Earnings are a key return driver for the stock market.
Investors can actively manage portfolio risk based on variables such as equity risk premium and the evolution of earnings estimates.
Presenting a quantitative system that rotates between stocks and bonds based on those two factors.
The system produces solid returns over the long term, and it does a great job in terms of controlling for downside risk during bear markets.
The main idea is not that investors should blindly replicate a system such as this one, but incorporating these factors into risk management decisions makes a lot of sense.
The stock market is essentially a market of stocks, and stocks are ultimately a share in the ownership of a business. For this reason, the earnings generated by those businesses are crucial return drivers for stock prices over time.
The following paragraphs are presenting a quantitative strategy that rotates between stocks and bonds using SPDR S&P 500 (SPY) and iShares 7-10 Year Treasury Bond ETF (IEF). The strategy is based on earnings numbers as a key valuation metric and as a measure of overall fundamental trends for decision-making. Backtested results are quite solid, especially in terms of reducing portfolio drawdown during bear markets.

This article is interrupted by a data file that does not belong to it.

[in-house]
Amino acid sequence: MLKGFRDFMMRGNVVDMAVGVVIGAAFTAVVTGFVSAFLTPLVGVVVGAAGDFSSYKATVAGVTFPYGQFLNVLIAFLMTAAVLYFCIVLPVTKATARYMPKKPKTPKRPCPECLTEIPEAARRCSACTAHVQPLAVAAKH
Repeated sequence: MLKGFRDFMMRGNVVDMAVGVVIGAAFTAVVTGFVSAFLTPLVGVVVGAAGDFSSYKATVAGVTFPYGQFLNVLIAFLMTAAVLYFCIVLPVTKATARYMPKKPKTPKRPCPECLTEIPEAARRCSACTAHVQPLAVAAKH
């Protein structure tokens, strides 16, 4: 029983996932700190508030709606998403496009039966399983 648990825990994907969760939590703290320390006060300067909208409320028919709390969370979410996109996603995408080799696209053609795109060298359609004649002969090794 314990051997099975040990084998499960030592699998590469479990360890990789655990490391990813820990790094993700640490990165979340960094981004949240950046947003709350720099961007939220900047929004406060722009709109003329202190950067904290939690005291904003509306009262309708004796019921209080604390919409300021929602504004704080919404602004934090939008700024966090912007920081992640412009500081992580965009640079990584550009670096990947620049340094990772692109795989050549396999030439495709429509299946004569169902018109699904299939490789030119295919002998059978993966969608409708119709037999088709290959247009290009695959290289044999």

The main idea is not that investors should replicate this overly simplistic quantitative strategy in real life, but rather showing how watching the equity risk premium and the main trends in earnings revisions can be remarkably effective when managing portfolio risk.
The equity risk premium has multiple interpretations and different methods for calculation. A simple formula for such a metric is taking the difference between the earnings yield for companies in the S&P 500 versus the 10-year Treasury bond yield. This interpretation would say that when the earnings yield of the stock market is higher than long-term treasury yield the market is undervalued, and vice versa.
Like all other valuation metrics, the equity risk premium has both its advantages and limitations. However, it makes sense to compare the earnings yield on stocks versus the returns available in the bond market, since stocks and bonds are the two main building blocks of portfolio construction.
In order for the quantitative system to be invested in SPY, the equity risk premium needs to be above 1%, meaning that stocks are relatively well priced in comparison to bonds.